This letter was originally sent to LightCastle Bimonthly Newsletter subscribers.
As Bangladesh becomes ready to confront an array of complex challenges — from economic stagnation to climate change to global health epidemics to rising inequality — the role of STEM has become instrumental in the technology-driven world. However, the participation of women in STEM occupations is equally essential, because diversity is a key factor in innovation and development.
The future of Bangladesh will depend significantly on innovation, technological adaptation, and a cultivable workforce, which includes both males and females. There is a direct correlation between the development of a country and its practice of science and technology.
One study predicts that by 2030, 80% of jobs in Southeast Asia will require basic digital and applied literacy in the fields of ICT. Furthermore, the International Labour Organization (ILO) estimates that over the next two decades, the employability of women who are predominantly in jobs that require little to no STEM skills will be put at risk.
While the advancement of women in myriad sectors relative to its neighbors may deem to be quite satisfactory — in Bangladesh, 35% of the female working population is actively engaged compared to 20% in India and 22% in Pakistan — the enhancement of women’s participation in STEM is still below average.
Despite better results by girls than boys at the primary and secondary levels, the percentage of girls enrolling in STEM subjects at the tertiary level is relatively low. And more drop out of this stage, primarily because: (a) limited knowledge about work opportunities and relevant skills; (b) lack of networking platforms; (c) improper knowledge about related labor market returns; and (d) non-female friendly workplace and associated policies.
According to the Bangladesh Bureau of Statistics (BBS) last Labor Force Survey 2016-17, the labor force participation rate for Bangladeshi women stood at around 38% compared to 84% for men.
Interestingly, the gap is further widened because of a lack of collaboration between the universities. Partnerships/internship opportunities with employers are few and far between. Findings from one of our studies with ADB in 2019 report family commitments and security concerns among employers, as well as social stigma, collectively hinder female participation in CSE/IIT programs and IT/ITES-related jobs.
Findings also corroborated that a large percentage of women self-select out of careers because of not having female-friendly working policies. Other notable factors include: workplace safety, hygiene factors, and non-discriminatory practices within the organizations. In addition, larger drop-out rates and career transitions to non-relevant fields are evident.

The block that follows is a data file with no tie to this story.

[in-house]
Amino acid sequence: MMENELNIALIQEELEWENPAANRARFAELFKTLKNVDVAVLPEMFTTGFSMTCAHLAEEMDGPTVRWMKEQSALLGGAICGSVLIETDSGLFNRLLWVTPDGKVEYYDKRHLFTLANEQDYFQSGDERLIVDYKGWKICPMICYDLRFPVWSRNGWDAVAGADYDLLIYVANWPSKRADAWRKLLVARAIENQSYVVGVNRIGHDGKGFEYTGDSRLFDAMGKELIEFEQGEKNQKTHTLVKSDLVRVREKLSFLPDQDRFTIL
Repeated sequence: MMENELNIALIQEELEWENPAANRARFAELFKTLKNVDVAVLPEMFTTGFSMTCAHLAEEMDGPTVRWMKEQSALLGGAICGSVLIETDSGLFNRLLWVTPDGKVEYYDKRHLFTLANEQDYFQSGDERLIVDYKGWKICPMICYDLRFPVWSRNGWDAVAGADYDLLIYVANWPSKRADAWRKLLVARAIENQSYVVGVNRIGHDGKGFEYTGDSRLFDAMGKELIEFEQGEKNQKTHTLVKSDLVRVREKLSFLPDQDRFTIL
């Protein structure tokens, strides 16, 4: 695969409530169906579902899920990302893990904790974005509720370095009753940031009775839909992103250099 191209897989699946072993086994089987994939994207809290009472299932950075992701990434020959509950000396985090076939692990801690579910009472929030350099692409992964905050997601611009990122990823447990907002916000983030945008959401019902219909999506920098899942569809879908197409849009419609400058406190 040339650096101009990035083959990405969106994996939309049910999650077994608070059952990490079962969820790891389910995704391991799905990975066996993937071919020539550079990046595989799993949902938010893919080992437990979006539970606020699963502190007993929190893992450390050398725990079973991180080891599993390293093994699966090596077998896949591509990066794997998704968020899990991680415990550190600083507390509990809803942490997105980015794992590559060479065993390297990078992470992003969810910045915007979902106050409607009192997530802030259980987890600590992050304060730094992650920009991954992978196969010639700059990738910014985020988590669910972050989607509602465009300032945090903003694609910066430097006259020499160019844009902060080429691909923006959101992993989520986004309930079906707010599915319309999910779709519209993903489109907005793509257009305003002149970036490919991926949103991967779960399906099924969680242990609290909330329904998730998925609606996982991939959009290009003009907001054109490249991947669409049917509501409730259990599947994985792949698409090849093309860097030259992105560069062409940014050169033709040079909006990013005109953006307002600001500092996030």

From the employers’ perspective, it is important to view the participation of women as not just improving gender equality. Research suggests that the effects of gender diversity on team performance and productivity — with full-time female project managers in the workforce — in fact, improved capacity utilization and innovation for technology companies. To this end, organizational recruitment strategies can play a vital role in attracting and retaining women in workplaces. Additionally, skills development should be a continuous process and can start in the workplace.
Society, community, and media need to play a more active role to influence the decisions of family members and build trust and confidence to view STEM as a critical subject for their girls’ growth.
Alongside internships and job placements in larger organizations, the opportunity to step into the burgeoning startup scene may also appear lucrative for young women. Most of the startups in Bangladesh are tech-enabled, spanning fintech, agri-tech, and logistics tech, among others. With the rise of the startup ecosystem, there will be an increasing need for women to fill in various roles including, but not limited to, actuarial science, AI, data analytics, graphics design, engineering, biochemistry, et al.
Active participation in STEM-related roles is critical to advance scientific and technological innovations to build a robust, knowledge-driven economy. Through STEM education, women can help fill the growing skills gap while contributing to higher productivity activities and economy-wide competitiveness. It promotes women’s participation in the decision-making process, and their decisions which take into account the needs of a wider segment of society, can lead to more inclusive policies and results.
To that end, several countries in the region have already identified the barriers for women in STEM at different stages and subsequently designed strategic roadmaps such as through ILO in Thailand, Vietnam, Singapore, Malaysia, India, and Pakistan, Bangladesh, unfortunately, is lagging behind.
With women accounting for half of the nation’s potential talent base, empowering them yields one of the highest returns of all development investments. Before it gets too late, innovative interventions to properly discern the pockets of opportunities in view of developing a systemic change in collaboration with public, development, and private partners is now the clarion call of the hour.
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